Day 17 | Cameron Garrett
In the spring semester of my freshman year, I jumped out of a tree at 12 a.m. on a Tuesday and upon impact my knee exploded. (Truth is I’ve forgotten the Truth of what “actually” happened, but if you meet me for coffee I’ll lay bare the standard narrative. Cross my heart.)
So anyway, after the ol’ knee folded in on itself, and because I was consigned to a couch for a few weeks, I found myself reading again, something I enjoyed as a kid but stopped consistently doing in the hormone induced preoccupation of adolescence. In short, the knee injury proved a sort of perverted grace in that it brought me back to literature.
In reading some really good stuff, I found something that my soul craved – identification; to be known, seen, and understood. And because I felt I identified with the really good stuff, I suffered from the delusion that I too could conjure poetry like the poetry I read.
Which is how I learned that poetry is not produced, but given as a gift like life. Like poetry and life, prayer is a movement, a series of crescendos and diminuendos that reflect the oft-chaotic maelstrom of our inner lives. Psalm 31 makes this movement a few times, from praise to fury to desolation and ultimately back again to praise. The intensity of David’s language in Psalm 31 is “true” and “beautiful” not because he wished it to be, but because it came from a deep place in David’s being that reminds me of my own; this is why when I read I feel less alone.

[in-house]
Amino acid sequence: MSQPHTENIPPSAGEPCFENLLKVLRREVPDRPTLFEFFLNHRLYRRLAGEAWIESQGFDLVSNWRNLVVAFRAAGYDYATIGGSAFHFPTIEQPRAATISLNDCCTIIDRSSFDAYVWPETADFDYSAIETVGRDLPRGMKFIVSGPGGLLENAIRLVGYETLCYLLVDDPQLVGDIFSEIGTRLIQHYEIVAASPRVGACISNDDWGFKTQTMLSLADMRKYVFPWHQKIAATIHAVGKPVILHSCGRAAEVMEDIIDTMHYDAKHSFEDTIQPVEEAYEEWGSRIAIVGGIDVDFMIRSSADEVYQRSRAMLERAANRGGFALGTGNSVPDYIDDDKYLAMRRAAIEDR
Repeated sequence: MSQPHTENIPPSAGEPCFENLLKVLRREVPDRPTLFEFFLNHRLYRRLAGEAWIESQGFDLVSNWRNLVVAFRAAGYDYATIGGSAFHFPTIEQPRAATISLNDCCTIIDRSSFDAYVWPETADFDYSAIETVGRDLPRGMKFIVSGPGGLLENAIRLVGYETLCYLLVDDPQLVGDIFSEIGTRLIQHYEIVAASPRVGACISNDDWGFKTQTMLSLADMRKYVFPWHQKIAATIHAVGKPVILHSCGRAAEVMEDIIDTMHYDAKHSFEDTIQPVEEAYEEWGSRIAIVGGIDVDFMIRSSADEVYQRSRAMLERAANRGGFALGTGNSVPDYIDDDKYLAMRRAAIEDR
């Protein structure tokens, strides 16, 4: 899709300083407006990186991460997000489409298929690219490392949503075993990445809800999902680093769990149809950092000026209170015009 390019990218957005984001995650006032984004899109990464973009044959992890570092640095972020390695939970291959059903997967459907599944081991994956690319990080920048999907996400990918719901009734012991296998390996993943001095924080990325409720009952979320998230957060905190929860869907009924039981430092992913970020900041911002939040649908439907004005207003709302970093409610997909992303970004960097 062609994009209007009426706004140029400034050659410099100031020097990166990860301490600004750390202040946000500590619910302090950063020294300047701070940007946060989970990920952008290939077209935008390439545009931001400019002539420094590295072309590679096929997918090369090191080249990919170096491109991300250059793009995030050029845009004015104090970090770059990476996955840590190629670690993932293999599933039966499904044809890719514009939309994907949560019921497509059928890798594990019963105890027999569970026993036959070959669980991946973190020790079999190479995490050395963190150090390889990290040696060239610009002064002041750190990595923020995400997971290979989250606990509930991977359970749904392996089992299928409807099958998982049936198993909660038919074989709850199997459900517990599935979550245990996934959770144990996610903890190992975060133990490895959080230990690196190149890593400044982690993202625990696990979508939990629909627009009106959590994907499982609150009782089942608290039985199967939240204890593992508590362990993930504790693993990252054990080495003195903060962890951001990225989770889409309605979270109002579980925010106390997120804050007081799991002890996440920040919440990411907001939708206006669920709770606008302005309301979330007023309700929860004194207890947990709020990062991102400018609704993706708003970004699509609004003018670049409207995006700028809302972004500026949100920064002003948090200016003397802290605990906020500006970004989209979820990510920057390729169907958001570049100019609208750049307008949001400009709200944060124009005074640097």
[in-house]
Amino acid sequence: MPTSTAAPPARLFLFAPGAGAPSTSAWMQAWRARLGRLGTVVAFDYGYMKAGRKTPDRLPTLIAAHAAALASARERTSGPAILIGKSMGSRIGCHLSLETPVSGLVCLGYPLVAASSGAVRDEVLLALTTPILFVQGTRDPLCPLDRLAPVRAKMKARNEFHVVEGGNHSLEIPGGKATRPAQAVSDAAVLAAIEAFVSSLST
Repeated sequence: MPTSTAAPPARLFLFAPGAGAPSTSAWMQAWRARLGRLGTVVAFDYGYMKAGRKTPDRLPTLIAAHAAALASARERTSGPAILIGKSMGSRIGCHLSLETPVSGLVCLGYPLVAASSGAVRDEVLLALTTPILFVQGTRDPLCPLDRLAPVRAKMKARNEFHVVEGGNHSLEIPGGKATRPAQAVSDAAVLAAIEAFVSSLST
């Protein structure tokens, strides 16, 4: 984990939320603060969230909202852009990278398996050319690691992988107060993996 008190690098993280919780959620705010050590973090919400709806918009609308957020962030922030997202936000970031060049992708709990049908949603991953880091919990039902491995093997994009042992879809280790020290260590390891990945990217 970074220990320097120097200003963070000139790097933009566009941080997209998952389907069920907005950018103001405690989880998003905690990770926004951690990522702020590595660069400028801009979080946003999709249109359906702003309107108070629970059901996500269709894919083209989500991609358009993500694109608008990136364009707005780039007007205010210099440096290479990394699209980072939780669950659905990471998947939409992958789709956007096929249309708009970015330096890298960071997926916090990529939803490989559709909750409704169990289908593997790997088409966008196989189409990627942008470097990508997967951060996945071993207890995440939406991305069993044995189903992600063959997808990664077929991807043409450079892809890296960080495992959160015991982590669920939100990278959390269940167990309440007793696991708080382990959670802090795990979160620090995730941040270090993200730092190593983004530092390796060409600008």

David concludes Psalm 31 with encouragement to “all you who hope in the lord”:
“Be strong and take courage” (Verse 24, NIV).
To open oneself to the depths of one’s inner life is an ultimately vulnerable movement of faith. In Psalm 32, David tells us that it is precisely when he made this movement of faith, that he felt himself reconciled to God (Verse 5).
So be strong and take courage, all you who hope in the Lord. Continue to dive deep into these psalms.
They mirror life back to you. For me, this has been immensely nourishing.